I tried OneNote out for a spin because of its perceived flexibility: freeform text layout, images, and drawing. It also ticked many of the same boxes as Evernote:
- multi platform support
- attachment support
- rich text formatting
- seamless syncing
It seemed really promising at the outset.
Pixelmator 2.1 includes a few housekeeping changes: iOS 9 support with bona fide Slide Over and Split View. On the surface, this is already enough to change the way you use Pixelmator on an iPad Air 2. Once the WordPress app is updated to support iOS 9 multitasking, I can see myself running WordPress right alongside Pixelmator as I finish up longer reviews.
However, the larger change to my workflow comes in the form of the “Save to Photos” feature. This is a big one, folks.
Previously, opening one of my photos within Pixelmator would create a copy within the app, and saving that photo to my camera roll would create another copy. I’d then have two such photos in my iCloud Photo Library — the original and the edited version. Pixelmator 2.1 changes things around by letting me save edits to the existing photo in my library. No more duplication. What’s more, these changes are non-destructive and completely reversible from within the Photos app. If I decide tomorrow that I don’t like my changes, I can edit that picture within the Photos app and tap the “Revert” button to go right back to the original.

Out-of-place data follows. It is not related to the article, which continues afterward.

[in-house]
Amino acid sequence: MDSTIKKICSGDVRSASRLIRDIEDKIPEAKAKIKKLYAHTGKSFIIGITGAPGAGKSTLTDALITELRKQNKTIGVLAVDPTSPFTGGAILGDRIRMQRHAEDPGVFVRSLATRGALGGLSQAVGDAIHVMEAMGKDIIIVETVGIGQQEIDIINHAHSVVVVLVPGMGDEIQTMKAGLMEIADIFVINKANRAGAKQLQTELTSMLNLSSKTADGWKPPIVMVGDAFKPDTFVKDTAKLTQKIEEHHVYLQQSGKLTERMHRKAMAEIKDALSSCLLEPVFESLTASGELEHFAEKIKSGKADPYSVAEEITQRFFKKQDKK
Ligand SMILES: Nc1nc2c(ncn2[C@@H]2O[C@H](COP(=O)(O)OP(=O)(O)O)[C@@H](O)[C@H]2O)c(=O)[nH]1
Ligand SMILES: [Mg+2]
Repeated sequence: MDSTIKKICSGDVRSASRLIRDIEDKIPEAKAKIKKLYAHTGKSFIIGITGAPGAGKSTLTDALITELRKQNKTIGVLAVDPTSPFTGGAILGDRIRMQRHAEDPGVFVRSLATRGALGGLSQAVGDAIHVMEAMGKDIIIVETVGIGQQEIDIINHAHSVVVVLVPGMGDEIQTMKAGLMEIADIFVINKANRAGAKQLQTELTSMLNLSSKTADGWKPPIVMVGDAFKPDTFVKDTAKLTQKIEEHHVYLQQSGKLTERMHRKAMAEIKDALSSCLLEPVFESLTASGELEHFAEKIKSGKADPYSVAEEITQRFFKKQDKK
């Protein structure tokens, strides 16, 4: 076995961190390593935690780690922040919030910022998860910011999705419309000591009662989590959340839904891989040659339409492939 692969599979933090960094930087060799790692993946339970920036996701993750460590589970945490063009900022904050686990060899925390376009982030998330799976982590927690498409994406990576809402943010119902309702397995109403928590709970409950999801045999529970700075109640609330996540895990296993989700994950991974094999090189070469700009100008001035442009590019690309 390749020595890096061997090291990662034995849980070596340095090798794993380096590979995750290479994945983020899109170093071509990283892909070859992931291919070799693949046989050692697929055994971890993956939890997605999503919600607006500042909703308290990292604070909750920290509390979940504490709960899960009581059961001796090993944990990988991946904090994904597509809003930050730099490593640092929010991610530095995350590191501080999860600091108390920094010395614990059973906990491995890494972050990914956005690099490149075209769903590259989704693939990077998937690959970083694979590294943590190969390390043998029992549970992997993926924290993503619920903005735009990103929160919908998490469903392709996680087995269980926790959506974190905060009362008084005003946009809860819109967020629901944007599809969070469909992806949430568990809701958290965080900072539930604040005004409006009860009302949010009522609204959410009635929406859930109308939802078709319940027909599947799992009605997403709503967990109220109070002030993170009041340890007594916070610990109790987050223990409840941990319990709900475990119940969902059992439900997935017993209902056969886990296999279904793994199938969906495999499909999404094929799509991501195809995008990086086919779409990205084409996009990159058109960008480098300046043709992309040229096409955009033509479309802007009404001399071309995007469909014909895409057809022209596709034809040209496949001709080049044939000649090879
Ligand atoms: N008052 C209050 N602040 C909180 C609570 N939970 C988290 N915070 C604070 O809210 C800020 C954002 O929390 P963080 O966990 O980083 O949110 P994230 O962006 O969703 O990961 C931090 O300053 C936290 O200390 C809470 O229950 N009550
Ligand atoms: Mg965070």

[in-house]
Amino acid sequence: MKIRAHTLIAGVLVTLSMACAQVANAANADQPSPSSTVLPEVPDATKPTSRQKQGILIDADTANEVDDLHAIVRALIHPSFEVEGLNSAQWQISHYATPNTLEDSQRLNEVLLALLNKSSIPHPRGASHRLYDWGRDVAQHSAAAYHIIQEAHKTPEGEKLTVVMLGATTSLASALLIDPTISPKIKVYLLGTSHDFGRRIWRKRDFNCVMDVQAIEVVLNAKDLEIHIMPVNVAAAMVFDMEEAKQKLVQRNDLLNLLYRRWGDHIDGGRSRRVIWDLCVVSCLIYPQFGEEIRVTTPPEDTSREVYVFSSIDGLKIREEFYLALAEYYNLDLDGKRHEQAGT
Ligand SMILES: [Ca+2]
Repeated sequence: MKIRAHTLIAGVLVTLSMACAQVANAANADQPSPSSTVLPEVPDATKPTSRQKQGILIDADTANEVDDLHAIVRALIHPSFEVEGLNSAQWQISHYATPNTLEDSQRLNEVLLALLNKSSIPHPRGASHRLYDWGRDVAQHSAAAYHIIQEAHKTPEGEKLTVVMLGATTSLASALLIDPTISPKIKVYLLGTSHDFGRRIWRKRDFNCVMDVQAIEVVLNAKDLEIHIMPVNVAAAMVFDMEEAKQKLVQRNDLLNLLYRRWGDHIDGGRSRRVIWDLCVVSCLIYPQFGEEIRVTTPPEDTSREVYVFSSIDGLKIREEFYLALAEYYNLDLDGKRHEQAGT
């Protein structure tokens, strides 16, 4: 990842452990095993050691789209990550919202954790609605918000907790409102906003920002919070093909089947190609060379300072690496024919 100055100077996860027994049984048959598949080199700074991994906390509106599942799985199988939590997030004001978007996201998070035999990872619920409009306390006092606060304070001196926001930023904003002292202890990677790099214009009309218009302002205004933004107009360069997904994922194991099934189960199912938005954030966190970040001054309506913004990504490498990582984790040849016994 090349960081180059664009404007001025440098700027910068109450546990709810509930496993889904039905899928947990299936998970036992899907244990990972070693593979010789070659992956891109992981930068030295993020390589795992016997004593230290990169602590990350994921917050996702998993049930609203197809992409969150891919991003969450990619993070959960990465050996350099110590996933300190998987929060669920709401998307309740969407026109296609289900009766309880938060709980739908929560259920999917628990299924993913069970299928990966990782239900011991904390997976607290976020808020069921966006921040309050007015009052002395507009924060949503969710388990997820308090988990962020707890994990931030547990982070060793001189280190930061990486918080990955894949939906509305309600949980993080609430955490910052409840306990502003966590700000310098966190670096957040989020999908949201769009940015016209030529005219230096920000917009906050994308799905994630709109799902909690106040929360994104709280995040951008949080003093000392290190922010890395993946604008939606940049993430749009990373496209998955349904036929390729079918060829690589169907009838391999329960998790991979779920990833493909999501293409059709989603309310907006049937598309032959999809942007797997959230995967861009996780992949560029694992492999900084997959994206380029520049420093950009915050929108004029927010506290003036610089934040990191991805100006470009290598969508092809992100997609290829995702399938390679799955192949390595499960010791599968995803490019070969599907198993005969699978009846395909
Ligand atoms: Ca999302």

Now that we’re seeing more iOS 9 app updates hitting the store, more of you will probably have had the chance to use apps in Slide Over and Split View mode. As a reminder, here are the basics of how these features work:
- Slide Over loads an app in a compact, iPhone-like view over your current app; they are not loaded simultaneously. Think of Slide Over like dragging a smaller piece of paper over a larger one.
- Split View is true multitasking, but only on iPad Air 2 and iPad Pro. You can run two apps side by side, with one app taking the majority of the space, or two apps sharing the screen equally.
- Both modes are activated with a slide-in gesture along the right side of the screen
- Switching out a Slide Over or Split View app requires a downward swipe in the top-right corner, which reveals a single column of compatible app icons to choose from
- Apps won’t work in Slide Over or Split View unless they’ve been specifically updated to do so
It took me a little while to remember to use these multitasking features, especially since banners and the ‘back’ button already aid in a lot of my multitasking needs. However, there’s no question that revealing an iMessage conversation with one swipe is a very powerful feature. I tend to use Slide Over more than Split View — but that’s probably because only a handful of my daily apps have received iOS 9 updates. I’m still waiting on Evernote, Paper, 2Do, and others.